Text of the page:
Art project builds community through fruit
Community organizers and activists are always on the lookout for projects and programs that can help build up neighbors and neighborhoods.
Fallen Fruit, a project initiated by Los Angeles-based artists David Burns and Austin Young that partners, via arts organizations, with local communities for the planting of public fruit parks, has proven to be just that kind of opportunity for two Columbus neighborhoods.
Fruit trees, vines and other plants were recently planted in the Reeb-Hosack neighborhood on the south side and in Weinland Park on the north. Fallen Fruit stipulates that the fruit, as it ripens, is available for anyone to come, pick and eat, as well as gather, talk and spend time outdoors.
“The name Fallen Fruit comes from the book of Leviticus in the Bible, where it says not to harvest the outside rows of the fields but to leave the fallen fruit for the stranger or the passerby,” Burns said in a phone interview.
The Wexner Center for the Arts encouraged Fallen Fruit, which has done more than 100 of these public orchards all over the world, to come up with a proposal to bring the concept to Columbus, and subsequently connected the artists to the leaders of community groups in these neighborhoods.
“[The Wexner Center has] a long history with Weinland Park, but I had heard former [Columbus] Mayor [Michael] Coleman say several years ago that it was important to focus resources on the city's south side, so we also connected with Bob Leighty,” said Wexner Center Director of Education Shelly Casto. “We found that they'd been wanting to do an edible orchard, and he was able to help us connect with the community and find a spot.”
“We'd been talking about food as an economic driver,” said Leighty, who runs the Parsons Avenue Merchants Association and is involved with a host of social service organizations serving the south side, in an interview at the Reeb Avenue Center, a former school that now serves as office and program space for 15 nonprofit groups. “I'd had a friend mention edible forests. I didn't really know what one was, but fate intervened.”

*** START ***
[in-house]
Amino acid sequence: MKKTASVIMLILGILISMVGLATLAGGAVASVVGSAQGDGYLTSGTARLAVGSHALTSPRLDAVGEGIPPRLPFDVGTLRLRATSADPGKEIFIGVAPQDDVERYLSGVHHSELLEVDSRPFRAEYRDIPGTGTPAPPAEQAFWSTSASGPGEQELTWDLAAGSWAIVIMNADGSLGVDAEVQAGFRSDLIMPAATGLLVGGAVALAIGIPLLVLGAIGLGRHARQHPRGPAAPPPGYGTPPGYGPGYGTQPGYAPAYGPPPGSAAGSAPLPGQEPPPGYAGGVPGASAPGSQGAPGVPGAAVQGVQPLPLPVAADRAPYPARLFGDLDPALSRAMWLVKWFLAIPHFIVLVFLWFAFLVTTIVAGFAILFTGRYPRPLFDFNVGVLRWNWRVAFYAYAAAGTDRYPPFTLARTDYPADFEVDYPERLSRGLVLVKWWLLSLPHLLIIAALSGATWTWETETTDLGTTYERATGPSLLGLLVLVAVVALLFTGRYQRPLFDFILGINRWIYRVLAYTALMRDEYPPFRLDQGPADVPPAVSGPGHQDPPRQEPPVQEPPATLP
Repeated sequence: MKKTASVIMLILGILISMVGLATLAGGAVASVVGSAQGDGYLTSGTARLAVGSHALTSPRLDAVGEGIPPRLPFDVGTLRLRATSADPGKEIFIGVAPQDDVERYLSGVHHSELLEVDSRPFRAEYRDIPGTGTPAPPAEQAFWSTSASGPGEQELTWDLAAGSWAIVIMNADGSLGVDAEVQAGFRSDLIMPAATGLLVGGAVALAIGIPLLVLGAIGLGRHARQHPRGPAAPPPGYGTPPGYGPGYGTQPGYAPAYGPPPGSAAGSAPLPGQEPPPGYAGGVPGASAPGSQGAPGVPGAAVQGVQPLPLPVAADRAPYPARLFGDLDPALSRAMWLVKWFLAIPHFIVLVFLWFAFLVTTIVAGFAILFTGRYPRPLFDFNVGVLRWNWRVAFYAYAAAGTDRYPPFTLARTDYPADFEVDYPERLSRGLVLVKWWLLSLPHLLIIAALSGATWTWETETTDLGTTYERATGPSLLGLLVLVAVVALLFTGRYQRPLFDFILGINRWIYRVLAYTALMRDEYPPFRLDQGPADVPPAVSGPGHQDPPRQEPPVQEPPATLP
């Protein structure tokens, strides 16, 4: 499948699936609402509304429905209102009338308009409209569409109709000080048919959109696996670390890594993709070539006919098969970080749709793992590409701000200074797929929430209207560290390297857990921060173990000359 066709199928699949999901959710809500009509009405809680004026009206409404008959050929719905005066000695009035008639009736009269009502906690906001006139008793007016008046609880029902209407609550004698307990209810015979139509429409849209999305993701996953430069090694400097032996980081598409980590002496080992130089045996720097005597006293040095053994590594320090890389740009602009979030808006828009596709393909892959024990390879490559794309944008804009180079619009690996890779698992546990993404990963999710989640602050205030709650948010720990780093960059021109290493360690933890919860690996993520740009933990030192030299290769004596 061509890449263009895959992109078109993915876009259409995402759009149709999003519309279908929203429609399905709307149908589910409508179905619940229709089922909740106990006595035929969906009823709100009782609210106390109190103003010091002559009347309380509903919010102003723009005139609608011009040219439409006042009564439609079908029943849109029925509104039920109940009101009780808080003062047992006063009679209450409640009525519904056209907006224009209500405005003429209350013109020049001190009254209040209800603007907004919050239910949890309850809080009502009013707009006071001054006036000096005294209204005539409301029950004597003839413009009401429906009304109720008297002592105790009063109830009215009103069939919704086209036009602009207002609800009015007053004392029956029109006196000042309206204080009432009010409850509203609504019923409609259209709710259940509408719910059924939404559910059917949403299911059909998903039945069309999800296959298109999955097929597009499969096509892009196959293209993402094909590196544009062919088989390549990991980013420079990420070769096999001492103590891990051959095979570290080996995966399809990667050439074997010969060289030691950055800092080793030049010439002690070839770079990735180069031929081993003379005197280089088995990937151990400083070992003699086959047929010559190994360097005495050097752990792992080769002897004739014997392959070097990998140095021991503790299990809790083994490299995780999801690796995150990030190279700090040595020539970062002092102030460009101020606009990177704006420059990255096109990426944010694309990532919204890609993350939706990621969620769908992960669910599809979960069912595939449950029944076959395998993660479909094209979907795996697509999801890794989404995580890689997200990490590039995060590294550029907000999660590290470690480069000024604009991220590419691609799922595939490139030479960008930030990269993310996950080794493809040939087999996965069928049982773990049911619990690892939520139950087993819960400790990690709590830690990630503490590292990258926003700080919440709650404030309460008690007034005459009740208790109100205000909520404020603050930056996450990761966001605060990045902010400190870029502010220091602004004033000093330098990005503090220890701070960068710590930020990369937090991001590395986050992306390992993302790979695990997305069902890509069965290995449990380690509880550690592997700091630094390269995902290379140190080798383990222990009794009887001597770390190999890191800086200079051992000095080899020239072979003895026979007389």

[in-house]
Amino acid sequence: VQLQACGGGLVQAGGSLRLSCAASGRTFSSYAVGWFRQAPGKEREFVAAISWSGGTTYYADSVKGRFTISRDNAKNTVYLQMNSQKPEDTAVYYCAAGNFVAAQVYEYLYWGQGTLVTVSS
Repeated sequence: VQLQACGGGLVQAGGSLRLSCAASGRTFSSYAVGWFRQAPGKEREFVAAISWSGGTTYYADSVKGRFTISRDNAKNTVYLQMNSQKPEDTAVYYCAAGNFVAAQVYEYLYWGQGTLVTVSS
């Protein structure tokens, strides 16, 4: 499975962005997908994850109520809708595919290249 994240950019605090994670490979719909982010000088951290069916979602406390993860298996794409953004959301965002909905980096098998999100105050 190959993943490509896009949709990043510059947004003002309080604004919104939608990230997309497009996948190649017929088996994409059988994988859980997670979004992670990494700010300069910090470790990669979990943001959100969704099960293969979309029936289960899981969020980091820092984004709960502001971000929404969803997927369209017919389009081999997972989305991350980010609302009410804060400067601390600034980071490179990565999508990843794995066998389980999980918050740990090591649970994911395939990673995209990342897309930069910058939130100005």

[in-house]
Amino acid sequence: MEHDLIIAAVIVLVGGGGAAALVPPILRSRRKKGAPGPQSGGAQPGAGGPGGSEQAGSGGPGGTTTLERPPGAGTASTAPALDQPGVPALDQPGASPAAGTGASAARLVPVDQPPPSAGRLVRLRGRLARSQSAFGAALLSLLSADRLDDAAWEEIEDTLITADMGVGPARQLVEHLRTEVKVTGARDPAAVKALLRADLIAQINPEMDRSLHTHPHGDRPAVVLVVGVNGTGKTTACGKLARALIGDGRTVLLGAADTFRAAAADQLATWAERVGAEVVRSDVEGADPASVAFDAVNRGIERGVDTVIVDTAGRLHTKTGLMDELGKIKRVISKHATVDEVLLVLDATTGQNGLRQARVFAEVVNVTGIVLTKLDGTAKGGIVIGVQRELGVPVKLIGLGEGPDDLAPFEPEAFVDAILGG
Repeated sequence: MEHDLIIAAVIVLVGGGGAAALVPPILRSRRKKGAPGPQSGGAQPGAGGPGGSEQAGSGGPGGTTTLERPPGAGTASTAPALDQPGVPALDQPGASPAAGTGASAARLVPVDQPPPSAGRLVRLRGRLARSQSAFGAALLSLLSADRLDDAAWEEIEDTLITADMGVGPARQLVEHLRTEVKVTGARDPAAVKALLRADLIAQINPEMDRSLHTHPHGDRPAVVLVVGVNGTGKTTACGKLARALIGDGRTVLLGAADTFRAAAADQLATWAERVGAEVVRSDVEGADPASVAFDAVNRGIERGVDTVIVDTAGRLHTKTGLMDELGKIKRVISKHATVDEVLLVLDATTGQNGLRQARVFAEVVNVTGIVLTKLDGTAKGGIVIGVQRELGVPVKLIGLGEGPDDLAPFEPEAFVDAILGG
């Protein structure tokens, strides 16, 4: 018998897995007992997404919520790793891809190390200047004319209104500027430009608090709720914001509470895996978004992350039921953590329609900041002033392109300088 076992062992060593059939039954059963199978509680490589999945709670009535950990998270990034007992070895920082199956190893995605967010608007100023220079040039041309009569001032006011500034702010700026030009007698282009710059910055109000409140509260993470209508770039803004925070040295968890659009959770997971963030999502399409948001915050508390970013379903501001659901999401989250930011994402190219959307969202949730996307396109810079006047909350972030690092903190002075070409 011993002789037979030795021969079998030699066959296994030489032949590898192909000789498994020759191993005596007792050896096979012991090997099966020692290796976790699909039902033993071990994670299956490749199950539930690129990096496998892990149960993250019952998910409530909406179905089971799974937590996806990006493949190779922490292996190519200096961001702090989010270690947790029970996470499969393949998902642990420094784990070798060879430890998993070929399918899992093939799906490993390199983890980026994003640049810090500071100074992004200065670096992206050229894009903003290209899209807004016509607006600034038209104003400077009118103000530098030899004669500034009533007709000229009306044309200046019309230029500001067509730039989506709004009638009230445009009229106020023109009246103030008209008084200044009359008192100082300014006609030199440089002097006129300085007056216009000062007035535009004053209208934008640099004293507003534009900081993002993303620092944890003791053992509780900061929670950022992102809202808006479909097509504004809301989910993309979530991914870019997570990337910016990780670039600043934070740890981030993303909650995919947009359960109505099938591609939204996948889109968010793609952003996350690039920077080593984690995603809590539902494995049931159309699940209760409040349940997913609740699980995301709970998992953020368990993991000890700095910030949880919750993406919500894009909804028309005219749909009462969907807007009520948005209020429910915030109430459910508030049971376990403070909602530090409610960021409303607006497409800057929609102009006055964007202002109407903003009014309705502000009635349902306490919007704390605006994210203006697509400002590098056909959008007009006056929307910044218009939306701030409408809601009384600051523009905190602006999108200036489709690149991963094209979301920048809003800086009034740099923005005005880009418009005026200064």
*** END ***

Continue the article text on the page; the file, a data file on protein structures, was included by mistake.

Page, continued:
“This definitely fits into the kind of thing we're doing and are interested in doing more of as a community,” said Weinland Park Community Civic Association President Jennifer Mankin.
“Our first project together [involved] mapping fruit trees in public spaces,” Young said. “Since that time, we have always worked with fruit trees and fruit. As much as we do projects in museums and exhibition spaces around the world, it's very important to us to also create new public spaces. And we're always interested in fruit trees.
“Our work is really about creating connections with people. We think of the park as a way for people to connect. Our work is always social. We use fruit trees as a way to make those connections. It's a great way to bring the community together.”
The South Side Fruit Park is located on Reeb Avenue about a block off Parsons, on the original site of the South Side Settlement House, according to lifelong south side resident and activist Donna Bates. The space features about 40 trees, vines with 25 different varieties of grapes, wildflowers (to attract pollinators), heirloom vines and more.
“Years ago everybody had a vine or tree or garden in their yard — apple, cherry, pear — and we all shared what we had,” said Bates. “These vines and trees represent the history of the neighborhood come full circle, in a way. The Settlement House was where immigrants went to learn how to, among other things, cook with what we had locally.”
“With the neighborhood going through a rebirth, it made sense to take advantage of this kind of an opportunity,” Bates added. “Recent history has shown that the community has been successful in these kinds of public partnerships, [and] that people really want to participate.”
Leighty said the park will share a lot with a Community Housing Network facility for men transitioning out of homelessness, and is across the street from a new senior citizen residential property. He hopes the proximity will encourage all of the neighborhood's constituencies to participate in the growth and upkeep of the orchard. Leighty also said that Ohio State University Extension, one of the agencies housed at Reeb Avenue Center, will offer classes through its Master Gardener program for interested neighbors.
Mankin likened the Weinland Park Berry Patch to an extension of the neighborhood's already-successful community gardens.
“We have a number of community gardens, and they've been some of the most successful public spaces for people to get to know each other,” she said. Mankin added that those who work to grow and maintain the community gardens have volunteered to help with the same efforts in the new Fallen Fruit space, which is located at Fourth Street and Eleventh Avenue.
“Our residents just wanted to assure we would be able to optimize the use of the space, and also make sure the space remains open and inviting to everybody,” Mankin said.
She said there will be a Little Free Library at the new park as well.